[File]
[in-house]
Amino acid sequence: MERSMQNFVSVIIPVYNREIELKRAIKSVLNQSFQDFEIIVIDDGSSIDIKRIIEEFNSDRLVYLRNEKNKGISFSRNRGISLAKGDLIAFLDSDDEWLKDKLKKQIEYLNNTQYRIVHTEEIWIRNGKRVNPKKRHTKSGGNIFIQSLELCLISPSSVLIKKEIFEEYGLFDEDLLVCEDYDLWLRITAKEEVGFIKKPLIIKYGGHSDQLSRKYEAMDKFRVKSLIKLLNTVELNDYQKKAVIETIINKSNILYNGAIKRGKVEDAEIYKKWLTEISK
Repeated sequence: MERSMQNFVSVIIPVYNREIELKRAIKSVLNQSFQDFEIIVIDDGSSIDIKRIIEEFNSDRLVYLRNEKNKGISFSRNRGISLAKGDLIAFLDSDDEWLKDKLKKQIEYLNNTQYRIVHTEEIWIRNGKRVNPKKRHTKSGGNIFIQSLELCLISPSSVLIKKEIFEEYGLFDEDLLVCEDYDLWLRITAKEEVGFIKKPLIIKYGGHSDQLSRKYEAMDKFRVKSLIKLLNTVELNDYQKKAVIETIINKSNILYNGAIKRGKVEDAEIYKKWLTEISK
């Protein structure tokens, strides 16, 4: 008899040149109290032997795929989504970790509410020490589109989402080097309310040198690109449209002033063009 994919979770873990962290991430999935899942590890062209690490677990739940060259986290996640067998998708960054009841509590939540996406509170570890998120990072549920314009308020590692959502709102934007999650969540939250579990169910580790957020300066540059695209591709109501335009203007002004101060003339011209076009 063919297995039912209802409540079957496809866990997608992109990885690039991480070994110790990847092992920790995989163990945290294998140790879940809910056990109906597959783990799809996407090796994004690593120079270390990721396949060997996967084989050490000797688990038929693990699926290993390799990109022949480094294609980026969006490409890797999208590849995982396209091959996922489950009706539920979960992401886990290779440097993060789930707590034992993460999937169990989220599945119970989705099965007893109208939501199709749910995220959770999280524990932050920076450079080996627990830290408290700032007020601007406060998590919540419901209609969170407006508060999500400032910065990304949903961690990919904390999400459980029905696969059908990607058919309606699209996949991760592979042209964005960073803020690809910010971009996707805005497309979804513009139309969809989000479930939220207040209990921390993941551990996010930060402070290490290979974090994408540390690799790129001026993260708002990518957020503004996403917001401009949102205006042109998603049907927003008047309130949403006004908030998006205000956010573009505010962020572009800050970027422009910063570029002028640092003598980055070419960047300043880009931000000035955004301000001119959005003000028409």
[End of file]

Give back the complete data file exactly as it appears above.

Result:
[in-house]
Amino acid sequence: MERSMQNFVSVIIPVYNREIELKRAIKSVLNQSFQDFEIIVIDDGSSIDIKRIIEEFNSDRLVYLRNEKNKGISFSRNRGISLAKGDLIAFLDSDDEWLKDKLKKQIEYLNNTQYRIVHTEEIWIRNGKRVNPKKRHTKSGGNIFIQSLELCLISPSSVLIKKEIFEEYGLFDEDLLVCEDYDLWLRITAKEEVGFIKKPLIIKYGGHSDQLSRKYEAMDKFRVKSLIKLLNTVELNDYQKKAVIETIINKSNILYNGAIKRGKVEDAEIYKKWLTEISK
Repeated sequence: MERSMQNFVSVIIPVYNREIELKRAIKSVLNQSFQDFEIIVIDDGSSIDIKRIIEEFNSDRLVYLRNEKNKGISFSRNRGISLAKGDLIAFLDSDDEWLKDKLKKQIEYLNNTQYRIVHTEEIWIRNGKRVNPKKRHTKSGGNIFIQSLELCLISPSSVLIKKEIFEEYGLFDEDLLVCEDYDLWLRITAKEEVGFIKKPLIIKYGGHSDQLSRKYEAMDKFRVKSLIKLLNTVELNDYQKKAVIETIINKSNILYNGAIKRGKVEDAEIYKKWLTEISK
């Protein structure tokens, strides 16, 4: 008899040149109290032997795929989504970790509410020490589109989402080097309310040198690109449209002033063009 994919979770873990962290991430999935899942590890062209690490677990739940060259986290996640067998998708960054009841509590939540996406509170570890998120990072549920314009308020590692959502709102934007999650969540939250579990169910580790957020300066540059695209591709109501335009203007002004101060003339011209076009 063919297995039912209802409540079957496809866990997608992109990885690039991480070994110790990847092992920790995989163990945290294998140790879940809910056990109906597959783990799809996407090796994004690593120079270390990721396949060997996967084989050490000797688990038929693990699926290993390799990109022949480094294609980026969006490409890797999208590849995982396209091959996922489950009706539920979960992401886990290779440097993060789930707590034992993460999937169990989220599945119970989705099965007893109208939501199709749910995220959770999280524990932050920076450079080996627990830290408290700032007020601007406060998590919540419901209609969170407006508060999500400032910065990304949903961690990919904390999400459980029905696969059908990607058919309606699209996949991760592979042209964005960073803020690809910010971009996707805005497309979804513009139309969809989000479930939220207040209990921390993941551990996010930060402070290490290979974090994408540390690799790129001026993260708002990518957020503004996403917001401009949102205006042109998603049907927003008047309130949403006004908030998006205000956010573009505010962020572009800050970027422009910063570029002028640092003598980055070419960047300043880009931000000035955004301000001119959005003000028409």